A Lot or a Little?
What you will—and won't—find in this book.
Independent Study provides a less realistic picture of wilderness-survival techniques than The Testing. The book does provide an opportunity to discuss how governments work and how their goals do not always match those of their citizens.
Independent Study emphasizes the importance of fair play and personal values, even in the face of life-or-death struggles. Cia has opportunities to get ahead by letting someone else be hurt, but she always struggles to find a way to protect herself without descending to the worst forms of behavior.
Positive Role Models
Protagonist Cia Vale is presented as smart, brave, resourceful, and trustworthy. She's not perfect, but she wants to succeed and make a better life for herself. She's offered many chances to succeed at the expense of others, but she usually finds a way to progress while playing fair with her fellow contestants.
Violence & Scariness
The violence in Independent Study is far less intense than in the first volume and concentrated primarily at the story's climax. A character is spirited away and seems to be dead. Cia is nearly asphyxiated in an airless trunk. A supporting character takes a fatal fall into a pit. Cia stabs an attacker to death.
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Sex, Romance & Nudity
Cia and Tomas express their love for each other through soulful kisses and gentle hugging.
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A few instances of "damn" and "hell."
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Parents Need to Know
Parents need to know that Independent Study is a dystopian science-fiction adventure in the mold of The Hunger Games. It continues the story begun in The Testing, in which high-achieving students are pitted against one another in an exam that has life-or-death consequences. The violence is less intense in this installment and mostly concentrated at the book's climax. The language is tame, with only a few instances of "hell" and "damn." There's little sexual content, with Cia and Thomas expressing their love for each other through gentle hugs and soulful kisses.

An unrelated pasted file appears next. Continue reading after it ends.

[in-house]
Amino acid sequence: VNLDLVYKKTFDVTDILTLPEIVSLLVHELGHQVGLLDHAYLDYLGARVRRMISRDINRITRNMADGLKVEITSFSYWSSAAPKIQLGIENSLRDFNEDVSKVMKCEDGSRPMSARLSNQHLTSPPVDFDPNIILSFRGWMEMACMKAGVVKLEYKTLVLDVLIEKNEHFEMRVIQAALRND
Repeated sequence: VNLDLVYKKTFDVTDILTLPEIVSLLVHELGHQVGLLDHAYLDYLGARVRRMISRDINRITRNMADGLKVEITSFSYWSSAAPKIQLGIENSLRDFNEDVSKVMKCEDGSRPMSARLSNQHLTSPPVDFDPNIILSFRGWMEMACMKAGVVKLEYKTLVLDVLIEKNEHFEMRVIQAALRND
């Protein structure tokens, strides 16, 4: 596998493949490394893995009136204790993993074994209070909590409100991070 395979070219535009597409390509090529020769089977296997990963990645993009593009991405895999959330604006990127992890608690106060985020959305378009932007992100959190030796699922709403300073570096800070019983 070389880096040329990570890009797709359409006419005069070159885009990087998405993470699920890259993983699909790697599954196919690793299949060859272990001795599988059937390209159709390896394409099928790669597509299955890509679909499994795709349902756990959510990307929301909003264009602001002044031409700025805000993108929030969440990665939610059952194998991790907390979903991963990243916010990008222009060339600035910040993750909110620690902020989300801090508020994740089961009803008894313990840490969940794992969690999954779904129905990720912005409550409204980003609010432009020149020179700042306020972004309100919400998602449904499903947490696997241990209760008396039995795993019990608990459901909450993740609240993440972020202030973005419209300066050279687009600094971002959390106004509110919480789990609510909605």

Is It Any Good?
Independent Study falls into the narrative trap that captures many second volumes in a trilogy. The novelty of the first installment has worn off, and the author isn't ready yet to choreograph the rousing conclusion. So Book 2 sometimes feels as if the plot is merely marking time. With Cia having had her memory wiped at the end of The Testing, there's a lot of catch-up that simply isn't as interesting the second time around. Author Joelle Charbonneau also allows Cia to find out too much crucial information by wandering around in the dark and conveniently overhearing conversations. There are a couple of intriguing reversals at the end of Independent Study that hint at a satisfying finale to come, but readers are going to need a lot of patience before they get to them.
Did we miss something on diversity?
Research shows a connection between kids' healthy self-esteem and positive portrayals in media. That's why we've added a new "Diverse Representations" section to our reviews that will be rolling out on an ongoing basis. You can help us help kids by suggesting a diversity update.